Former Secretary of State Colin Powell said Thursday his prewar speech to the United Nations accusing Iraq of harboring weapons of mass destruction was a "blot" on his record.
"I'm the one who presented it to the world, and (it) will always be a part of my record. It was painful. It is painful now," Powell said in an interview with Barbara Walters on ABC News.
The presentation by the soldier-diplomat to the world body in February 2003 lent considerable credibility to President Bush's case against Iraq and for going to war to remove President Saddam Hussein.
In the speech, Powell said he had relied on information he received at Central Intelligence Agency briefings. He said Thursday that then-director George Tenet "believed what he was giving to me was accurate."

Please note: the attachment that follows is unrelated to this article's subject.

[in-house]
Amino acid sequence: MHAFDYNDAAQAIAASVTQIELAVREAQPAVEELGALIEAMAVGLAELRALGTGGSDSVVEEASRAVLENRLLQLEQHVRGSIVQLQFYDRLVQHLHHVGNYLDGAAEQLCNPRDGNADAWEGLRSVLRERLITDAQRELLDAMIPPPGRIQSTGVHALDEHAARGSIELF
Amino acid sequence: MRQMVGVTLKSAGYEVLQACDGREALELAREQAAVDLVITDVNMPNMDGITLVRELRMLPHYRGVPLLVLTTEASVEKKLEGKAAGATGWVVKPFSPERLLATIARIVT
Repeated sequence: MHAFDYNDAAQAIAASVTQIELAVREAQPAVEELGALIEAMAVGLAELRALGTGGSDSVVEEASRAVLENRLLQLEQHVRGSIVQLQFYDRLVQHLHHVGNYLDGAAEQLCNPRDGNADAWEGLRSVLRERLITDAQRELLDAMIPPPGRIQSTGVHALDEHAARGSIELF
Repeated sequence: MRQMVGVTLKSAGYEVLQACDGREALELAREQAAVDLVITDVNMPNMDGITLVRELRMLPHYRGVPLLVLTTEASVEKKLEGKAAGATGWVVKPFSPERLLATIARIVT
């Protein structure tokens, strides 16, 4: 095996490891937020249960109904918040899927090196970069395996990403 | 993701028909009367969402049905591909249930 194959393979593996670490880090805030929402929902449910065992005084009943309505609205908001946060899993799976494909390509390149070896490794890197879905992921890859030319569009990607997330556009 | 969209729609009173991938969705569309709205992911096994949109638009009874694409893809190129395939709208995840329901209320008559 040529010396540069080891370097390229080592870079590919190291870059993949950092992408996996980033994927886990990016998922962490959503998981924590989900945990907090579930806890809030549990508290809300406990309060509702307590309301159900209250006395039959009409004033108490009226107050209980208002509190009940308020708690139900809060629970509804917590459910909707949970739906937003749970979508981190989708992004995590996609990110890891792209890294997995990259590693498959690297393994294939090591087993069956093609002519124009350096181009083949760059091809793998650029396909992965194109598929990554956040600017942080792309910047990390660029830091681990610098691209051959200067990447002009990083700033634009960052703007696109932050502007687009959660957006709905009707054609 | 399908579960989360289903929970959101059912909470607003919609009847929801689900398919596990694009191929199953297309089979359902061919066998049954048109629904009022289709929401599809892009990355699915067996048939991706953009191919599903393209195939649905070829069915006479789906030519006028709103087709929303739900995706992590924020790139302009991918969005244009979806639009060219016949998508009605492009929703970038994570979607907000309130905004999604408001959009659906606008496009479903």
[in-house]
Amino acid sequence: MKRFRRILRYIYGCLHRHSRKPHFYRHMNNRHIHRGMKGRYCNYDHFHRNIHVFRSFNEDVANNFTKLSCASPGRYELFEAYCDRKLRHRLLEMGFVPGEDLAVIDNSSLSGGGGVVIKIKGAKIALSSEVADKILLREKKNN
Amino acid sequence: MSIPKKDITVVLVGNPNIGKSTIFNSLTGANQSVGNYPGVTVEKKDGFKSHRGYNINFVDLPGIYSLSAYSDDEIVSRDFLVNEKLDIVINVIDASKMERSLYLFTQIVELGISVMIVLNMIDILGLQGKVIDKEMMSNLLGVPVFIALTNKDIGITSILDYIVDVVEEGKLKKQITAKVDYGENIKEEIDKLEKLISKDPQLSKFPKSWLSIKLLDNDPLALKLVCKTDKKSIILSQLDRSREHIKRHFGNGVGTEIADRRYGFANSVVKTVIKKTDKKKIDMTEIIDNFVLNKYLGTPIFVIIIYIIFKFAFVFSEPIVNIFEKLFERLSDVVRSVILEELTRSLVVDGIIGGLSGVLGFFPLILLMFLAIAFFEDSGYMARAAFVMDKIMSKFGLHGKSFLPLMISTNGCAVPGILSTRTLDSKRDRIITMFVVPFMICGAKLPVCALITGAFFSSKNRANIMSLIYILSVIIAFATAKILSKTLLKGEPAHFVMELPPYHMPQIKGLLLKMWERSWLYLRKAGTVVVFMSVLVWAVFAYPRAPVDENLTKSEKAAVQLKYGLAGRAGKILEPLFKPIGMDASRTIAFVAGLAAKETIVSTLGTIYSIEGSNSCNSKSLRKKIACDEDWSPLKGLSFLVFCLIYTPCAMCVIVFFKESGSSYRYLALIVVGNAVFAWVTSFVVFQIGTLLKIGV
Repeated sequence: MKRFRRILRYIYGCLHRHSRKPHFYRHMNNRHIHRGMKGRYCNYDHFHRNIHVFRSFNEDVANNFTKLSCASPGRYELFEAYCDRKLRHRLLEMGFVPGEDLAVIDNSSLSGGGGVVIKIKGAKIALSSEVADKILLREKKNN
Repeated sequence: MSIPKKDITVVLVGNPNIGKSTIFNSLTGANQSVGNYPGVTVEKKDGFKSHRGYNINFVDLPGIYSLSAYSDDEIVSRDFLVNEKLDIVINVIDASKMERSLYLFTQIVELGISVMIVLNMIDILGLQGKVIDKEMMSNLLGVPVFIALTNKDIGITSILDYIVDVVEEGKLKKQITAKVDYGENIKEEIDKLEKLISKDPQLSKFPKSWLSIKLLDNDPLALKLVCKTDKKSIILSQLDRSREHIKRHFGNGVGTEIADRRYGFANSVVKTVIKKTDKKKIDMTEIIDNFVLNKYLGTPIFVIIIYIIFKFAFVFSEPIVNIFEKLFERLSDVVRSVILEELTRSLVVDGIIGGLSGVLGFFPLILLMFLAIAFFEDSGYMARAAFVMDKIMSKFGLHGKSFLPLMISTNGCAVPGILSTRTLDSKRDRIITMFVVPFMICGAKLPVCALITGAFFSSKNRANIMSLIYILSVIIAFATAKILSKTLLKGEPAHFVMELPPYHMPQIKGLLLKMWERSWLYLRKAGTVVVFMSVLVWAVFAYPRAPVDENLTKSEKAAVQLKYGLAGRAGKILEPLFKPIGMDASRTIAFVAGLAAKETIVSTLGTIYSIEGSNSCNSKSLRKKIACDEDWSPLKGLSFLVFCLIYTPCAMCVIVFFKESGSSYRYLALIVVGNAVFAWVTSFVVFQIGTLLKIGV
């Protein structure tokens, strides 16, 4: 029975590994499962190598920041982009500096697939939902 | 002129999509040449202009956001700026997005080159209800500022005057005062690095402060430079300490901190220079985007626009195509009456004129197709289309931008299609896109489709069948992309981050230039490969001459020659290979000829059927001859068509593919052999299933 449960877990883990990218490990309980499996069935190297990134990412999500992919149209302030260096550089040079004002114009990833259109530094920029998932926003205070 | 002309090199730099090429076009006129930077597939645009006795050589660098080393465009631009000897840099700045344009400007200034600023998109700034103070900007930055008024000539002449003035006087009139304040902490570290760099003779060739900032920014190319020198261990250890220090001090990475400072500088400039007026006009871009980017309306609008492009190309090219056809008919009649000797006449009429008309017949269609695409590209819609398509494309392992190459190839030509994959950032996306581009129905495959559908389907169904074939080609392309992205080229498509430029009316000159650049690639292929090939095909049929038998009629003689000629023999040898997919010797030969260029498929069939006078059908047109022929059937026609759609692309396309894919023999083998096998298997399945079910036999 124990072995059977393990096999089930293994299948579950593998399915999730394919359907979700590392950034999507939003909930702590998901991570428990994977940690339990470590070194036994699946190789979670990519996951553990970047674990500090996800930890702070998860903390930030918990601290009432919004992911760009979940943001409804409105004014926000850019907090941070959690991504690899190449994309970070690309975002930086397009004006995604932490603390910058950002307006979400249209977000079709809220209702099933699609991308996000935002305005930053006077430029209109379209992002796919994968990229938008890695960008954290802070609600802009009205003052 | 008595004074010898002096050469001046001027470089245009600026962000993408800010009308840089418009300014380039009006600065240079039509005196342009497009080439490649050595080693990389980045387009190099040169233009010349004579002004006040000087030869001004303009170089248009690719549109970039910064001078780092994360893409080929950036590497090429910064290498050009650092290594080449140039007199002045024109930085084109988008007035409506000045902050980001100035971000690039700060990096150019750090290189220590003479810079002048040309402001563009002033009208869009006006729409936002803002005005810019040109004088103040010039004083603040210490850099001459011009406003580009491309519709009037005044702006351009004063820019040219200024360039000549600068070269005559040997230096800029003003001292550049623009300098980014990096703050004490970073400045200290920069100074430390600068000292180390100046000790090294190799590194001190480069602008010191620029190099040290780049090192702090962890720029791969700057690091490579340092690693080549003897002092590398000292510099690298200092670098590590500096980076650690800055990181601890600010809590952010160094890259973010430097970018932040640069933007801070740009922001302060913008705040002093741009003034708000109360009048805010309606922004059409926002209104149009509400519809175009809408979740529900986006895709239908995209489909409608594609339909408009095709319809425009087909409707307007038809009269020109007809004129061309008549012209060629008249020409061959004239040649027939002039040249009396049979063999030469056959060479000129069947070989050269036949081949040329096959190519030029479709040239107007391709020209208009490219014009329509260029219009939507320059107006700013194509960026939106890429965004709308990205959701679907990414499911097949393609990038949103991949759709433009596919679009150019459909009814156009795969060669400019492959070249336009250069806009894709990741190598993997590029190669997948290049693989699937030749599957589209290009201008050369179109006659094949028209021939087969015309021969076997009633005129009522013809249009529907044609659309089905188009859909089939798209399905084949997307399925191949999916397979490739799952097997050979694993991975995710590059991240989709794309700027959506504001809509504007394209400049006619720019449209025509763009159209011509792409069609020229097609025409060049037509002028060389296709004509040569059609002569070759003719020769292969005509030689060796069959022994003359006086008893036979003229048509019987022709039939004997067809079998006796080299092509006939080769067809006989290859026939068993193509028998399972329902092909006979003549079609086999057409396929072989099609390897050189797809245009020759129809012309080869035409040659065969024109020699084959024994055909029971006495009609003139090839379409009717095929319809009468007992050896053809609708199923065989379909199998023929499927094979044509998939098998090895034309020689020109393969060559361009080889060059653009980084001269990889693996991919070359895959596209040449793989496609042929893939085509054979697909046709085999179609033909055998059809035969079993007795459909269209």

But, Powell said, "the intelligence system did not work well."
"There were some people in the intelligence community who knew at the time that some of those sources were not good, and shouldn't be relied upon, and they didn't speak up," Powell said.
"That devastated me," he said.
Powell in the TV interview also disputed the Bush administration's linking of Saddam's regime with terrorists.
He said he had never seen a connection between Baghdad and the 9-11 attacks on New York and Washington in 2001. "I can't think otherwise, because I'd never seen evidence to suggest there was one," he said.
Still, Powell said that while he has always been a "reluctant warrior" he supported Bush on going to war the month after his U.N. speech. "When the president decided that it was not tolerable for this regime to remain in violation of all those U.N. resolutions I am right there with him with the use of force," Powell said.